"Our work generalizes fluctuation relations for erasure using arbitrary conserved quantities and exposes the role of discreteness in the context of erasure," Bedkihal told *Phys.org*. "We also obtained a probability of violation bound that is tighter than the corresponding Jarzynski bound. This is a statistically significant result."

The scientists also point out that this process of erasing information with spin has already been experimentally demonstrated, although it appears to have gone unnoticed. In spin-exchange optical pumping, light is used to excite electrons in an atom to a higher energy level. For the electrons to return to their lower energy level during the relaxation process, atoms and nuclei collide with each other and exchange spins. This entropy-decreasing process can be considered analogous to erasing information at a cost of spin exchange.

Overall, the new results reveal insight into the thermodynamics of spin and could also guide the development of future applications. These could include new kinds of heat engines and information processing devices based on erasure that use inexpensive, locally available resources such as spin angular momentum. The researchers plan to further pursue these possibilities in the future.

"The erasure mechanism can be used to design generalized heat engines operating under the reservoirs of multiple conserved quantities such as a thermal reservoir and a spin reservoir," Bedkihal said. "For example, one may design heat engines using semiconductor quantum dot systems where lattice vibrations constitute a thermal reservoir and nuclear spins constitute a polarized spin reservoir. Such heat engines go beyond the traditional Carnot heat engine that operates under two thermal reservoirs."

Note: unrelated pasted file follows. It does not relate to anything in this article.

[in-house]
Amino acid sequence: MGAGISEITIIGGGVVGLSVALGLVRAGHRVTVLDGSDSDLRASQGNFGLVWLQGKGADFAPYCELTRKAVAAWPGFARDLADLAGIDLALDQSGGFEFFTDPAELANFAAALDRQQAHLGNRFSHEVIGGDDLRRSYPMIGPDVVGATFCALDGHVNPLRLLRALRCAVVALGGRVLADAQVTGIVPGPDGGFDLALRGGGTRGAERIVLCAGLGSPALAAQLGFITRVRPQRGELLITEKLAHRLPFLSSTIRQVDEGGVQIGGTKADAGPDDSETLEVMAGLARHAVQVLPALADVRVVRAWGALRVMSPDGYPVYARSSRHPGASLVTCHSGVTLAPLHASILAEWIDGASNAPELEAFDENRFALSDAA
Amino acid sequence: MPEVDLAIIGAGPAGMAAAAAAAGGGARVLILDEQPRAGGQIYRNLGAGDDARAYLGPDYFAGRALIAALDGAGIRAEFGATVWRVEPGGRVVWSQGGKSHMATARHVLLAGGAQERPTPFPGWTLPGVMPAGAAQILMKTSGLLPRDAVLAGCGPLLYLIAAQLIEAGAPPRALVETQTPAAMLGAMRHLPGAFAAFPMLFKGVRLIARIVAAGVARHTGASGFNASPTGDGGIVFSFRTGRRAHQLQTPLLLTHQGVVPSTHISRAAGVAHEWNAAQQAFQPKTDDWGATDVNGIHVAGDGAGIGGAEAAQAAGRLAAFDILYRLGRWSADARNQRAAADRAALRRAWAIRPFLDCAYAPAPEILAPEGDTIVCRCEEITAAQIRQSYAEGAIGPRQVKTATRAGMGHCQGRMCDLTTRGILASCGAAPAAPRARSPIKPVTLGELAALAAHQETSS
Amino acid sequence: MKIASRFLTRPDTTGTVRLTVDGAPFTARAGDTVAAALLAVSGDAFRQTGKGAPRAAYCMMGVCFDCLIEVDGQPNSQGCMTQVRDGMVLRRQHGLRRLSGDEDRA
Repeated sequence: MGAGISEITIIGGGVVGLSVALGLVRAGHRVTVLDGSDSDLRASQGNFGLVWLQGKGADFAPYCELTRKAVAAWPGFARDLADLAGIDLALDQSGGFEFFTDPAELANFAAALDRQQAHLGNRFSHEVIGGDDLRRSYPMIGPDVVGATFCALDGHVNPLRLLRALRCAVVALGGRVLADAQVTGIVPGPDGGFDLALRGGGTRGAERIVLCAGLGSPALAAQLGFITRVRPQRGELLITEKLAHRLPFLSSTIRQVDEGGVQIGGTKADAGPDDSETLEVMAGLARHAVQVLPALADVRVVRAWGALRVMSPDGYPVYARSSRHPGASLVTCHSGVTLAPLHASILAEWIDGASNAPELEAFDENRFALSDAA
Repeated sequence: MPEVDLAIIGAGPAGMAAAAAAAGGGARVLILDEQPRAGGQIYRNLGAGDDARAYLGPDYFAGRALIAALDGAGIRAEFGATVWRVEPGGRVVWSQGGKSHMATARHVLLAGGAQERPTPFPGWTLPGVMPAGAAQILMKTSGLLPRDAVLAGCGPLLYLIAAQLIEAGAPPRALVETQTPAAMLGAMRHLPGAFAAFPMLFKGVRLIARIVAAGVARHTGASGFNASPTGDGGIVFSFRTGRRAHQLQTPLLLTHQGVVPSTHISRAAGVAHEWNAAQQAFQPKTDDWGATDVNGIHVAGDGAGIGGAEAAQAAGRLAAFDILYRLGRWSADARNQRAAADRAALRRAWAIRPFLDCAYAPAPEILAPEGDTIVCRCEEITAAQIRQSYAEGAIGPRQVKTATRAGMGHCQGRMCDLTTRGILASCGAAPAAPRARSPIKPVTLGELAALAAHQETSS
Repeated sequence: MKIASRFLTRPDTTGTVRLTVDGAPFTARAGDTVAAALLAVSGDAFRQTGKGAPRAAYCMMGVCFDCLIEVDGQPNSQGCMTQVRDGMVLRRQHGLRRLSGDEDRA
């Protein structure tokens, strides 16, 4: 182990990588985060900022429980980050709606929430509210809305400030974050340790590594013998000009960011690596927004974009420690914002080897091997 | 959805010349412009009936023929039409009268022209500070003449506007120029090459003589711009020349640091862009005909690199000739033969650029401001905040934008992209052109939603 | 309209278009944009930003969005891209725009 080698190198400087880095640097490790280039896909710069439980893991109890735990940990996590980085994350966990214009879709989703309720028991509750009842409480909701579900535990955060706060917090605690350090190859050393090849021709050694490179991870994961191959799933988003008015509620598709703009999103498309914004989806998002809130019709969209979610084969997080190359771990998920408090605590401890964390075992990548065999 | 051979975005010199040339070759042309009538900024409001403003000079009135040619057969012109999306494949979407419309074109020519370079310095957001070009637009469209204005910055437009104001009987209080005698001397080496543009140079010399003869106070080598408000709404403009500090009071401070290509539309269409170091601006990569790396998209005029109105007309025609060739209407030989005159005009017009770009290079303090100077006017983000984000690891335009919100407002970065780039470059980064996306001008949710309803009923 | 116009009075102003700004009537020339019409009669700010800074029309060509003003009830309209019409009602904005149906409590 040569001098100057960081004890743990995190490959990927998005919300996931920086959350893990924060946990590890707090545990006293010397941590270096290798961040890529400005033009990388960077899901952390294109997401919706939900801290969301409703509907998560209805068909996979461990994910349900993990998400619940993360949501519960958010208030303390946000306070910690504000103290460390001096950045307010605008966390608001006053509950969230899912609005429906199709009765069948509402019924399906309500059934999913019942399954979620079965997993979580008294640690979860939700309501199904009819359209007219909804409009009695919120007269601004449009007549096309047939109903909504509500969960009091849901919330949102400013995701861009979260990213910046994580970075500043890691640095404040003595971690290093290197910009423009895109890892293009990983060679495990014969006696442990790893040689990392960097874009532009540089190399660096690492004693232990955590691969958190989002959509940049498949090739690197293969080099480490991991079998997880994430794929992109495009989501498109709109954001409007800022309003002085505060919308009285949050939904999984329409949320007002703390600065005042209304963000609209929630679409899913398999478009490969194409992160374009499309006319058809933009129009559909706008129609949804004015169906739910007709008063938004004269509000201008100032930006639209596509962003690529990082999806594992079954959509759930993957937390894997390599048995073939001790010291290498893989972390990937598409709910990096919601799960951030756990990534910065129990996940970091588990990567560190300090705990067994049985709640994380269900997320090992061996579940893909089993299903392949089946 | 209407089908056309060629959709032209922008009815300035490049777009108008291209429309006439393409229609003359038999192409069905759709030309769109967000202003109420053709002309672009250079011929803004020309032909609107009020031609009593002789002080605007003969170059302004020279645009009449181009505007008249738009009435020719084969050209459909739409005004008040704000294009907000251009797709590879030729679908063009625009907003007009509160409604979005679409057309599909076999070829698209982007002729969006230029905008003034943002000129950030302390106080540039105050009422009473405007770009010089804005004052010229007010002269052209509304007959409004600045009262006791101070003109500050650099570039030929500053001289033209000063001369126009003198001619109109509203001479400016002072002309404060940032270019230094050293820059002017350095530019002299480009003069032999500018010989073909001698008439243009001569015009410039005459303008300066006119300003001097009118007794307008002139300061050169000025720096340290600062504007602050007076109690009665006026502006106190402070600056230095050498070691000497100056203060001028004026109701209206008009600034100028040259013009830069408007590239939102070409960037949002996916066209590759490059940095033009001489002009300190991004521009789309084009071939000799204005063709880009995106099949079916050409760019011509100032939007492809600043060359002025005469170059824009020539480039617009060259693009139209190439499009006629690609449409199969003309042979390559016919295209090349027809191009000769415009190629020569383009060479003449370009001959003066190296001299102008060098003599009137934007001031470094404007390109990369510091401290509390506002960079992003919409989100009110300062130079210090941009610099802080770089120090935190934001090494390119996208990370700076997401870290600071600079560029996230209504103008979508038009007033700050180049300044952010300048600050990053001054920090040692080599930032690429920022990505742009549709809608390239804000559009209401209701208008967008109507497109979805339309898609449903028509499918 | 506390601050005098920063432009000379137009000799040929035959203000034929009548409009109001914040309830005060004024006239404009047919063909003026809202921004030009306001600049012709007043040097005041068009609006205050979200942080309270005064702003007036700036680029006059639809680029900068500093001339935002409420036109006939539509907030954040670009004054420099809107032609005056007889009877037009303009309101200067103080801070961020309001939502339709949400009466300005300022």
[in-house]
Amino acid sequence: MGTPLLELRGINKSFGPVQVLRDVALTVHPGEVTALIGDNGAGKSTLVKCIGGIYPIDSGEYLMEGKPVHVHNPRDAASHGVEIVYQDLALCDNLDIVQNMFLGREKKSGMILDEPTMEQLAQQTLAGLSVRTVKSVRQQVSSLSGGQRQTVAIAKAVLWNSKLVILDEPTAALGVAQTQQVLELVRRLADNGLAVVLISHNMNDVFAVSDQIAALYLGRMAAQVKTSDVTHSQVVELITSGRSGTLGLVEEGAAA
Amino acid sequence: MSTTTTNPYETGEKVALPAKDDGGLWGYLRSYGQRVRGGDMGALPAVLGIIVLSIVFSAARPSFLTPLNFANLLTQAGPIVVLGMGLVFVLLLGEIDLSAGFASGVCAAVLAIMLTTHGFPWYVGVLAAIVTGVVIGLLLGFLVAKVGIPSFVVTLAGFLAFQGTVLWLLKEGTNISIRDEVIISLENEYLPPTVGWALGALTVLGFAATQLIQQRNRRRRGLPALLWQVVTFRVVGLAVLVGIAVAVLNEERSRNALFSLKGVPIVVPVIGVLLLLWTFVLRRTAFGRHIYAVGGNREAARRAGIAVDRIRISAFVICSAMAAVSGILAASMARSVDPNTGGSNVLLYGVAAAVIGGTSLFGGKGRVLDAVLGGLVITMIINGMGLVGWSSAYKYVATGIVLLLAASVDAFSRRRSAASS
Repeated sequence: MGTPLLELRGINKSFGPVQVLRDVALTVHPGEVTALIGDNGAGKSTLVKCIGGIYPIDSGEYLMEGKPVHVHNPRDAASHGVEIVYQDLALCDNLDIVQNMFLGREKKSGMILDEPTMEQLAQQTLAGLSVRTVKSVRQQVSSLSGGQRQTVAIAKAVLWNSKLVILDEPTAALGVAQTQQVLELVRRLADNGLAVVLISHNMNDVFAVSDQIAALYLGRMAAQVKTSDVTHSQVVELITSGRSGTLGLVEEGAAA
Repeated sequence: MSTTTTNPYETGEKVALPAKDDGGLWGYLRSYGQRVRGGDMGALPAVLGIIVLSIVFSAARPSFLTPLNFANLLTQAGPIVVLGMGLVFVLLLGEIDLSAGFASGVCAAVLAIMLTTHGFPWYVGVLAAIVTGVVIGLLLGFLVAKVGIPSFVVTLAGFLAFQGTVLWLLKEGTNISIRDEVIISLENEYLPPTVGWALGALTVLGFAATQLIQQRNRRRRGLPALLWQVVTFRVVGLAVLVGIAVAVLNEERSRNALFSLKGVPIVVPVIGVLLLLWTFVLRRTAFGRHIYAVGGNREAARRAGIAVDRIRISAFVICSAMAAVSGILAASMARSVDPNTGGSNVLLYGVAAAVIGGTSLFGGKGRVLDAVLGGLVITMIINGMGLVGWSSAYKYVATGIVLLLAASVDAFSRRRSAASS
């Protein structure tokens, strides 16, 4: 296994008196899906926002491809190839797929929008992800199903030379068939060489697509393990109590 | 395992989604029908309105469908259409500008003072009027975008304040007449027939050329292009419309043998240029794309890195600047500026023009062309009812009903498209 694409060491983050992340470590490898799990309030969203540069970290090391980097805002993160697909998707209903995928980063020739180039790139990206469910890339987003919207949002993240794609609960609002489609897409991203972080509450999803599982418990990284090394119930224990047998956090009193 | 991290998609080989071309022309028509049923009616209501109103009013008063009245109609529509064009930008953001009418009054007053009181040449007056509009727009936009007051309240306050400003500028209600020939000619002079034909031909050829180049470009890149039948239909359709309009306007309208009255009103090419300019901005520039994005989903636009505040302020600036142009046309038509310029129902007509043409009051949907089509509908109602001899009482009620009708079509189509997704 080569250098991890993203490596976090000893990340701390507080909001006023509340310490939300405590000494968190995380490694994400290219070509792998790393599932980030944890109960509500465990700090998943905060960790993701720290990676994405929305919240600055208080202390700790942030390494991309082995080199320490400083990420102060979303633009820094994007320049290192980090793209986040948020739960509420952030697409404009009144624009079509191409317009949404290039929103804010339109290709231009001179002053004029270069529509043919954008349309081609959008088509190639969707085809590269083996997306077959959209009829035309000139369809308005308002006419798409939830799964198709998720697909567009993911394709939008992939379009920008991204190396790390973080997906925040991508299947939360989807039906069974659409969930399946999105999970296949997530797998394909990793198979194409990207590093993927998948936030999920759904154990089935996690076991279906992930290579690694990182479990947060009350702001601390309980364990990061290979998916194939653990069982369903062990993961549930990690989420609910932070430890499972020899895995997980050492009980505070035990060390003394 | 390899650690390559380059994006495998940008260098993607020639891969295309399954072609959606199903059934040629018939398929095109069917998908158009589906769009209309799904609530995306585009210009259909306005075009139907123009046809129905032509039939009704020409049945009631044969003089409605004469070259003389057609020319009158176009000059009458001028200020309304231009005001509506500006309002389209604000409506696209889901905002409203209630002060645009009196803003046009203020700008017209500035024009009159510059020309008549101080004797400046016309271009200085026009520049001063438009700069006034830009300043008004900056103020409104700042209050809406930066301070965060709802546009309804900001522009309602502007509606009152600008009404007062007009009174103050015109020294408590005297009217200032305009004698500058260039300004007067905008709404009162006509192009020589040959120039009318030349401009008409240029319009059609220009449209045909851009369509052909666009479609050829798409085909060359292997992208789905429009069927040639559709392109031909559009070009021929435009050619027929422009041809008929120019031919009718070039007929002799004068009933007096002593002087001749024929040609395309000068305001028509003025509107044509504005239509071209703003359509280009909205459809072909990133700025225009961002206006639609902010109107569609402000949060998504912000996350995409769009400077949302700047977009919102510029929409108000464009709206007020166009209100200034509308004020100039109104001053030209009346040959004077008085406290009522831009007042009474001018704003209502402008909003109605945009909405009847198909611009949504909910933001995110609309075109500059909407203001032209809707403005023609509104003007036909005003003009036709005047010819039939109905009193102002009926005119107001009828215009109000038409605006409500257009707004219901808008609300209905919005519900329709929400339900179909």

**Explore further:**
Scientists show how to erase information without using energy

**More information:**
Toshio Croucher, Salil Bedkihal, and Joan A. Vaccaro. "Discrete Fluctuations in Memory Erasure without Energy Cost." *Physical Review Letters*. DOI: 10.1103/PhysRevLett.118.060602, Also at arXiv:1604.05795 [quant-ph]

## antialias_physorg

Careful. Entropy in information theory is defined differently than in thermodynamics.

I also cannot find anything in the article that substantiates the headline. If I read this correctly erasure can come at zero heat cost but not at zero energy cost, since it requires 'spin work'.

## NoStrings

On the other hand, a very welcome theory for resolving the black hole information conundrum. No conundrum, we all imagined it. Information cancels via spin exchange, for free. If this theory were proven correct, that would be the neatest of scientific advances of this decade. Nobel prize worthy (again, if proven correct).

Someone may say Higgs boson discovery happened this decade. True, but this is old theoretical prediction that deserved and received Nobel prize long ago.

## NoStrings

## BorisB